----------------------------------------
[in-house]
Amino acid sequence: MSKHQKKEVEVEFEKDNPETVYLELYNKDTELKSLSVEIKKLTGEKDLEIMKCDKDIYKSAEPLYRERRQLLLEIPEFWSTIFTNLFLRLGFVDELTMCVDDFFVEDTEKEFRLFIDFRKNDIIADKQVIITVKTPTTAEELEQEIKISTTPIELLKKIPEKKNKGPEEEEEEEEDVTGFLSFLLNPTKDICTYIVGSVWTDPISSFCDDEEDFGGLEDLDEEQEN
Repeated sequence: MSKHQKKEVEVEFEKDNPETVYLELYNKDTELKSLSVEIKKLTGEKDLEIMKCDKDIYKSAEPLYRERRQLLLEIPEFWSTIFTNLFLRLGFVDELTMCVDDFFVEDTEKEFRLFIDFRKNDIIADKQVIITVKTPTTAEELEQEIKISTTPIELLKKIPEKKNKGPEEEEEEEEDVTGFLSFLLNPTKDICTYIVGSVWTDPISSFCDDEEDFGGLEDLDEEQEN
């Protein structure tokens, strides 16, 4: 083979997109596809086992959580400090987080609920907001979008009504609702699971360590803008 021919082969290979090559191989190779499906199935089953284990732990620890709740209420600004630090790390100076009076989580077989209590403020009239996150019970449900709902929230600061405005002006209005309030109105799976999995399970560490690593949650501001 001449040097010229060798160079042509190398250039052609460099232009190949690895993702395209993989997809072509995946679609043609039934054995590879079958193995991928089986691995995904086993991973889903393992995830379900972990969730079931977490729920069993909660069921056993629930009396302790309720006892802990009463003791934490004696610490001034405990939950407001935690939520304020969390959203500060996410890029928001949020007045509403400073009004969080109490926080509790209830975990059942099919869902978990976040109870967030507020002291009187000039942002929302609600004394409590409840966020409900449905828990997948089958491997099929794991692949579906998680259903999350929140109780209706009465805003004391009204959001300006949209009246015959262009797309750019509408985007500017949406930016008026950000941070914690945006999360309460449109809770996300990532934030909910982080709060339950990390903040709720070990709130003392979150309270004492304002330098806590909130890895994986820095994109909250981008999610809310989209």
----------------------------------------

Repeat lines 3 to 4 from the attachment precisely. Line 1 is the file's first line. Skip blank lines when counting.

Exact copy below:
Repeated sequence: MSKHQKKEVEVEFEKDNPETVYLELYNKDTELKSLSVEIKKLTGEKDLEIMKCDKDIYKSAEPLYRERRQLLLEIPEFWSTIFTNLFLRLGFVDELTMCVDDFFVEDTEKEFRLFIDFRKNDIIADKQVIITVKTPTTAEELEQEIKISTTPIELLKKIPEKKNKGPEEEEEEEEDVTGFLSFLLNPTKDICTYIVGSVWTDPISSFCDDEEDFGGLEDLDEEQEN
């Protein structure tokens, strides 16, 4: 083979997109596809086992959580400090987080609920907001979008009504609702699971360590803008 021919082969290979090559191989190779499906199935089953284990732990620890709740209420600004630090790390100076009076989580077989209590403020009239996150019970449900709902929230600061405005002006209005309030109105799976999995399970560490690593949650501001 001449040097010229060798160079042509190398250039052609460099232009190949690895993702395209993989997809072509995946679609043609039934054995590879079958193995991928089986691995995904086993991973889903393992995830379900972990969730079931977490729920069993909660069921056993629930009396302790309720006892802990009463003791934490004696610490001034405990939950407001935690939520304020969390959203500060996410890029928001949020007045509403400073009004969080109490926080509790209830975990059942099919869902978990976040109870967030507020002291009187000039942002929302609600004394409590409840966020409900449905828990997948089958491997099929794991692949579906998680259903999350929140109780209706009465805003004391009204959001300006949209009246015959262009797309750019509408985007500017949406930016008026950000941070914690945006999360309460449109809770996300990532934030909910982080709060339950990390903040709720070990709130003392979150309270004492304002330098806590909130890895994986820095994109909250981008999610809310989209």